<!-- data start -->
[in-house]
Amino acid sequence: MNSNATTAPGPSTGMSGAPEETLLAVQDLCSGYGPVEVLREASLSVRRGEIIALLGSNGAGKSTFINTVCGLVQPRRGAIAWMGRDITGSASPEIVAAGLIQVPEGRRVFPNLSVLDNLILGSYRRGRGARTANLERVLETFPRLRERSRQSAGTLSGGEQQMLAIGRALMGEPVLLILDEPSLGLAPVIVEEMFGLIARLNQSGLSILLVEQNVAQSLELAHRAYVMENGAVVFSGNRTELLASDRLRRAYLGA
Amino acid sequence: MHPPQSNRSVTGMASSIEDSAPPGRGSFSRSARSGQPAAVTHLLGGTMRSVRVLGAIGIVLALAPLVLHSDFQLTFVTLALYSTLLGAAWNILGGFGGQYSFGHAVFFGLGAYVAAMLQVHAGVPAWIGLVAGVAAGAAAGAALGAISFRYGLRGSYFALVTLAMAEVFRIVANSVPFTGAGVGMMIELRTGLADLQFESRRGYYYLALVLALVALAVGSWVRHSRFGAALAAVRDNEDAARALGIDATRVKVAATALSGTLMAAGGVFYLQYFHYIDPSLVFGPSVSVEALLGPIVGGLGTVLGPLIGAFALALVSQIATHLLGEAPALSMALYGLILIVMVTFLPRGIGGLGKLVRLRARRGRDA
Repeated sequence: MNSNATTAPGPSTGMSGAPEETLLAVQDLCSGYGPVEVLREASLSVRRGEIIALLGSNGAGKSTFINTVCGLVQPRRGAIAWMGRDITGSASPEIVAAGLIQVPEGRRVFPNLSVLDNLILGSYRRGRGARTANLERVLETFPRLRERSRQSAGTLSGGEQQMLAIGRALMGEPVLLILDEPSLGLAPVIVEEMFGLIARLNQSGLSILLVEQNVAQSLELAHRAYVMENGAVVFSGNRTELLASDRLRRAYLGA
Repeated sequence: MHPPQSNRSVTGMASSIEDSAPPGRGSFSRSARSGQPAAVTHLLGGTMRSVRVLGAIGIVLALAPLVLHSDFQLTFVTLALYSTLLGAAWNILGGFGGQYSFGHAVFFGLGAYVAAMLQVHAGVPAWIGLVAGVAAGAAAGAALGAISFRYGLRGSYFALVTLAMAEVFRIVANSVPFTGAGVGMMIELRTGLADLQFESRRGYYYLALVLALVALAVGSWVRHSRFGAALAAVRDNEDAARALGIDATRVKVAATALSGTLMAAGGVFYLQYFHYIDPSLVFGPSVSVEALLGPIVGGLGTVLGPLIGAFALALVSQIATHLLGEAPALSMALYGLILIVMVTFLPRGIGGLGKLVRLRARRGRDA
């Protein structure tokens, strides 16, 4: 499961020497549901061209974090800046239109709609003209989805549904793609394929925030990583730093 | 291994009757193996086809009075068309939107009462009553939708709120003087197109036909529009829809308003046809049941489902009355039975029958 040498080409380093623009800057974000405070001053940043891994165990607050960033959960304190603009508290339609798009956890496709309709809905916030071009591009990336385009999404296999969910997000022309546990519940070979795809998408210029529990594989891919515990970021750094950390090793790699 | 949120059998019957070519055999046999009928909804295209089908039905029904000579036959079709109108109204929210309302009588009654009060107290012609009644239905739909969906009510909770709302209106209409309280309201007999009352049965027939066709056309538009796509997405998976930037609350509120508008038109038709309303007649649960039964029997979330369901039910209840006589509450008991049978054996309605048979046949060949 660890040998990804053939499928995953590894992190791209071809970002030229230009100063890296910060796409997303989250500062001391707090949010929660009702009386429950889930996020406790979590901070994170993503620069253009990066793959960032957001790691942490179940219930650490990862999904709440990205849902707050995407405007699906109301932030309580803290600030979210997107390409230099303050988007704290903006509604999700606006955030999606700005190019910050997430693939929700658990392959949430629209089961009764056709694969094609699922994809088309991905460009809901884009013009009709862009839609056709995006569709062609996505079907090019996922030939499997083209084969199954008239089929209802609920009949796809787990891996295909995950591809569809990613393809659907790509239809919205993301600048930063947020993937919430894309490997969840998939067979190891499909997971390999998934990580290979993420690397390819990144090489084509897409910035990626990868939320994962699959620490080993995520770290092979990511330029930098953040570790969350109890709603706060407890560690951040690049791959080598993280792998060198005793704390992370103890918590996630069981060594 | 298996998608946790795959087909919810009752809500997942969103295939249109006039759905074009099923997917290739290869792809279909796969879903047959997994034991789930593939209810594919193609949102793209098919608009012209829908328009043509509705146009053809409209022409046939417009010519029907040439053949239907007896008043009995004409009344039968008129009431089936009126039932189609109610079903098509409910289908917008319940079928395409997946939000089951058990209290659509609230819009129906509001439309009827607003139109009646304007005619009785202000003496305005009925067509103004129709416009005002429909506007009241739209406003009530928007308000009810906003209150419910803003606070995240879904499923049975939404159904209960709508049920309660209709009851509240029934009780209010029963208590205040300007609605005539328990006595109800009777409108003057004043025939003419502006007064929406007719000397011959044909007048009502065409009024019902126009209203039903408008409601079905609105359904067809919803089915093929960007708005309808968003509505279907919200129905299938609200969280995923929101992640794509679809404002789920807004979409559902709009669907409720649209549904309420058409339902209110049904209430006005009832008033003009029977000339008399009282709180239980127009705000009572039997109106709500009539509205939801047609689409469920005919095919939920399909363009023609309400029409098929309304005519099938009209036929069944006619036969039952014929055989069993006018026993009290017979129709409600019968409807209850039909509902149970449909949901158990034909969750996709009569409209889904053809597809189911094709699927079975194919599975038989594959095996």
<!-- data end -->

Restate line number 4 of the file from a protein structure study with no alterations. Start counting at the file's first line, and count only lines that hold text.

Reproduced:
Repeated sequence: MNSNATTAPGPSTGMSGAPEETLLAVQDLCSGYGPVEVLREASLSVRRGEIIALLGSNGAGKSTFINTVCGLVQPRRGAIAWMGRDITGSASPEIVAAGLIQVPEGRRVFPNLSVLDNLILGSYRRGRGARTANLERVLETFPRLRERSRQSAGTLSGGEQQMLAIGRALMGEPVLLILDEPSLGLAPVIVEEMFGLIARLNQSGLSILLVEQNVAQSLELAHRAYVMENGAVVFSGNRTELLASDRLRRAYLGA